It has been said that most of us believe newspaper reporting to be generally accurate, until we read an article on a subject with which we are intimately familiar. It is then that we see the inaccuracies and distortions of a story clearly. Such was my experience with a recent article in The Jewish Daily Forward titled, “Unlikely Radicals Take Aim at Corporate Jewish Burial Business.”
The inaccuracy begins with the title, and continues with the very first sentence, which boldly states, “The annual meeting of the Jewish death care radicals is no place for a funeral director.” The author is speaking about the 11th Annual Chevra Kadisha and Jewish Cemetery Conference which I attended, and which is, unsurprisingly, a very appropriate and welcoming place for a funeral director.
A chevra kadisha is a group of people who use Jewish ritual, prayers and practices to watch over a dead person between death and burial; and to wash, spiritually purify, dress, and place a dead body in his or her coffin in preparation for burial. We work closely with funeral directors, mortuaries, and cemeteries. Most of us have an excellent partnership with the funeral directors with whom we work, and we have every intention of keeping it that way.
The author of this article was referring to one presentation by Rabbi Wasserman in a single workshop surrounded by a very full three-day conference covering a wide range of other issues. Michael Slater, the President of the Board of Kavod V’Nichum, which puts on the conference, tried to correct the record in the comments section of the Forward.com article, stating, “We support a vigorous debate, including the airing of positions such as Rabbi Wasserman’s. We do not advocate the wholesale dismantling of the funeral industry as organizational policy.”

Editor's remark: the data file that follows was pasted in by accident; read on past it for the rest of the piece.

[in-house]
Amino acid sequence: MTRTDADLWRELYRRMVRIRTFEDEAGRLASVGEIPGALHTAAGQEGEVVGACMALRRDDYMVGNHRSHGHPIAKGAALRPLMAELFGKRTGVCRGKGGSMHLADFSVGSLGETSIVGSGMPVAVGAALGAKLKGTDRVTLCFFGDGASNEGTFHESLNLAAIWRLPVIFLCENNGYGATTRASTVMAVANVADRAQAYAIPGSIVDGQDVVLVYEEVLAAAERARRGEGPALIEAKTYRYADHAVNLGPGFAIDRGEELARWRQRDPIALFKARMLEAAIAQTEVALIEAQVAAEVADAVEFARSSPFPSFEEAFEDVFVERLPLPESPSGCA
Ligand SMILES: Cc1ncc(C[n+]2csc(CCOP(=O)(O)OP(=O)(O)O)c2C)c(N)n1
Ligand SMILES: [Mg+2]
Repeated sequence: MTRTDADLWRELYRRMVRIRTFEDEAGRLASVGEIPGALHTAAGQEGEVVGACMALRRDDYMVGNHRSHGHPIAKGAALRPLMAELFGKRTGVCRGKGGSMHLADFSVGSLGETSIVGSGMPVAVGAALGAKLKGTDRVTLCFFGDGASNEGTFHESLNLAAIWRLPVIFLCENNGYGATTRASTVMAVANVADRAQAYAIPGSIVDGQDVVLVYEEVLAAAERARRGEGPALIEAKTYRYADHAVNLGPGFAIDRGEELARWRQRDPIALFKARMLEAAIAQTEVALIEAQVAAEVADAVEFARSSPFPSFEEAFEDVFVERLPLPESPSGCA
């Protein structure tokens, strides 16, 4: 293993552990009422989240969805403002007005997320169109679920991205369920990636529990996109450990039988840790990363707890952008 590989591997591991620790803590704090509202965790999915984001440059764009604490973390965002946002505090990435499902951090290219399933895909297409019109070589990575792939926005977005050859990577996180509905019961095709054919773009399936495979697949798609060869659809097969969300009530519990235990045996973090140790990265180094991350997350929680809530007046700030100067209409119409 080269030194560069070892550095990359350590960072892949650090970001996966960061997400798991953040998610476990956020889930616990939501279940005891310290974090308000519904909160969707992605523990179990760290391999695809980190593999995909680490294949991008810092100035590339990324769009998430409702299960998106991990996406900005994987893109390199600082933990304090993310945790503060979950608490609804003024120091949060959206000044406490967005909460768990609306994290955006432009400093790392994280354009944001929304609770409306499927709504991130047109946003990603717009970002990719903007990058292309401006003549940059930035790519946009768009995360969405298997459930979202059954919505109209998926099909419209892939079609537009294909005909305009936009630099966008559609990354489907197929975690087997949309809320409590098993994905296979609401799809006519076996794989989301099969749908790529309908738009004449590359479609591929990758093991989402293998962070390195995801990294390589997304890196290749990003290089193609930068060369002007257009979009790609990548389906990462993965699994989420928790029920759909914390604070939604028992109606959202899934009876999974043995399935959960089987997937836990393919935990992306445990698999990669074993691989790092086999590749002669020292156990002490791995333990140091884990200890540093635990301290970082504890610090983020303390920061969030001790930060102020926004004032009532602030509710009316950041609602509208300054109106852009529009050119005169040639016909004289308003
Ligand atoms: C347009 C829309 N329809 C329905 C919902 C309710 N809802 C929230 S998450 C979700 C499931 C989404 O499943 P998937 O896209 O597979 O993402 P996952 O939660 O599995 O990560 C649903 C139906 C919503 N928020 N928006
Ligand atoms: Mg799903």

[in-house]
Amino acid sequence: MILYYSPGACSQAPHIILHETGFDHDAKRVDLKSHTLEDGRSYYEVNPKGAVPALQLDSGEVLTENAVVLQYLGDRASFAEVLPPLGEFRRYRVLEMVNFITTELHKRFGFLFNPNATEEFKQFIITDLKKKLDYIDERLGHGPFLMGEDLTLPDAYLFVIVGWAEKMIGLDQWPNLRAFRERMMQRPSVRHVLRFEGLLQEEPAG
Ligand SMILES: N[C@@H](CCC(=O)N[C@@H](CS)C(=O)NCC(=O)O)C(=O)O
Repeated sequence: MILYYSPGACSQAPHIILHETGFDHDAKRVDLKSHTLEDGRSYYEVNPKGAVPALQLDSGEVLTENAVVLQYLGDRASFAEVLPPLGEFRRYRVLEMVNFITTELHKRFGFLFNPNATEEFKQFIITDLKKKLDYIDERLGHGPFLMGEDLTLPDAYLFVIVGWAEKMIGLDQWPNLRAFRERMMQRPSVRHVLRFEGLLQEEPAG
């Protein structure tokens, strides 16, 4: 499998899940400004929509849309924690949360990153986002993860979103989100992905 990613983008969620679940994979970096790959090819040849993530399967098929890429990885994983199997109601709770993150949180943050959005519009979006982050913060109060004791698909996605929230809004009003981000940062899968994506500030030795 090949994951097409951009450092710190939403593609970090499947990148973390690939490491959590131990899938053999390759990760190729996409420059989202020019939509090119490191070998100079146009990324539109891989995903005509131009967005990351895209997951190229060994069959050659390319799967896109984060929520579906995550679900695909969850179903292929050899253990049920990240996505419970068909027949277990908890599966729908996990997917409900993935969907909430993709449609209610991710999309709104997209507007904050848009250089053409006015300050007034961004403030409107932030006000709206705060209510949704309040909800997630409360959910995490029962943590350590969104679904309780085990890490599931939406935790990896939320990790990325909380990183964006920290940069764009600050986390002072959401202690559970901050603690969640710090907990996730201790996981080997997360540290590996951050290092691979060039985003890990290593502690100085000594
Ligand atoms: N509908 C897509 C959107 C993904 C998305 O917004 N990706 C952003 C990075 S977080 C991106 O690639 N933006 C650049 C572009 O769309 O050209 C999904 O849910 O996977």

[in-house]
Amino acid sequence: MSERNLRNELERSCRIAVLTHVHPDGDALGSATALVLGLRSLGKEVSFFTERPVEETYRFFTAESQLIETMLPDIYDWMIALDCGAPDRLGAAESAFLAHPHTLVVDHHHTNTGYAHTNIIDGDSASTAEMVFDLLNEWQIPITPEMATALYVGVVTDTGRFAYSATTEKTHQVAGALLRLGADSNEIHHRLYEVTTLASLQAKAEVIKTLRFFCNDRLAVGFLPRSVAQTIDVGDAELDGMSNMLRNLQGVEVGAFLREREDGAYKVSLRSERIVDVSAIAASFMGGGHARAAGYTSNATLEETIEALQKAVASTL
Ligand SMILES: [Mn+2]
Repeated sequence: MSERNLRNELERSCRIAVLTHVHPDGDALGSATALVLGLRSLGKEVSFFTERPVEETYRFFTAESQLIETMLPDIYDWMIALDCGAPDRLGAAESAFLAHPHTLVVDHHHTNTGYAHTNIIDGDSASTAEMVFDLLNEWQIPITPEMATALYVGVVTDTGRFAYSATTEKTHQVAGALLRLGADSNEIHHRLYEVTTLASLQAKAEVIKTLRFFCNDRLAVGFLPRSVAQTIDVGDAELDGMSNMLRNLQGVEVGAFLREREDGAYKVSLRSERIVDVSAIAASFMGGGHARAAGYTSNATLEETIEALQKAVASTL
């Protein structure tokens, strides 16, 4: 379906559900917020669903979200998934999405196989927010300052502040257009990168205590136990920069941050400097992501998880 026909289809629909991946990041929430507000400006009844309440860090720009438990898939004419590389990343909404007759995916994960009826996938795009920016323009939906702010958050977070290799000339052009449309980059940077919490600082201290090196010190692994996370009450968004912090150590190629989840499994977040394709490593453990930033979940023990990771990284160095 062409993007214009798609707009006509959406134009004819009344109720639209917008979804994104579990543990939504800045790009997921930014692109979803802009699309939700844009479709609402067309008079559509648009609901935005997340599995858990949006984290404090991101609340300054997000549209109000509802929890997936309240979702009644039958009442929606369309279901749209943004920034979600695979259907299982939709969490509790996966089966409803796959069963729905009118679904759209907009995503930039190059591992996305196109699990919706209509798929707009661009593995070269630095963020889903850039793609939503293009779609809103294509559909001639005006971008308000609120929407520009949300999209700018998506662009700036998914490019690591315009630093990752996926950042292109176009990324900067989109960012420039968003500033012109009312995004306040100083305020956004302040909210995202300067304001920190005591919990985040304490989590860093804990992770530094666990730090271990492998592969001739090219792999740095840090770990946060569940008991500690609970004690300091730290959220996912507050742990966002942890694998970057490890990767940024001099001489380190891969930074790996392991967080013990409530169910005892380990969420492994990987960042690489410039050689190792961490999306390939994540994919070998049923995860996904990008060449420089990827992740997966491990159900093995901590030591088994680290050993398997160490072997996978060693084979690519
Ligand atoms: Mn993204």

Indeed, although this one short workshop presented one Rabbi’s adversarial experience with his local funeral directors, most of the conference addressed various topics which had nothing to do with radicalism or controversy, let alone our relationship with funeral directors.
For instance, there were workshops and presentations concerning topics such as a basic taharah (preparation of the body for burial) demonstration, difficult situations that may come up while doing taharah, how an autopsy or organ (and/or tissue and/or bone) donation impacts taharah, infection control, processing feelings after a taharah, taharah liturgy, how to ensure the long term financial health of cemeteries, and how to properly tie the special three-looped knots called for as part of the ritual dressing of the body.
Fortunately, if you skip the title of the article and the first several paragraphs, the author does finally transition, for a while anyway, into a more accurate description of the conference, before returning to his fixation on Rabbi Wasserman’s single presentation. So at least the article isn’t a total loss.
I guess it just goes to show that you need to take everything you read with a grain of salt. Reporters are often not experts in the subjects on which they must report, and there can be a lot of pressure on them to find any hint controversy they can to make the story appear more interesting to readers. It’s unfortunate when the result is a group of calm, caring people who donate their time and energy to do a mitzvah for which the recipient can never thank them being described as a bunch of adversarial radicals who “take aim” at the very people with whom they usually work so closely and harmoniously.
I encourage you to attend next year’s conference to see for yourself what it’s really all about.
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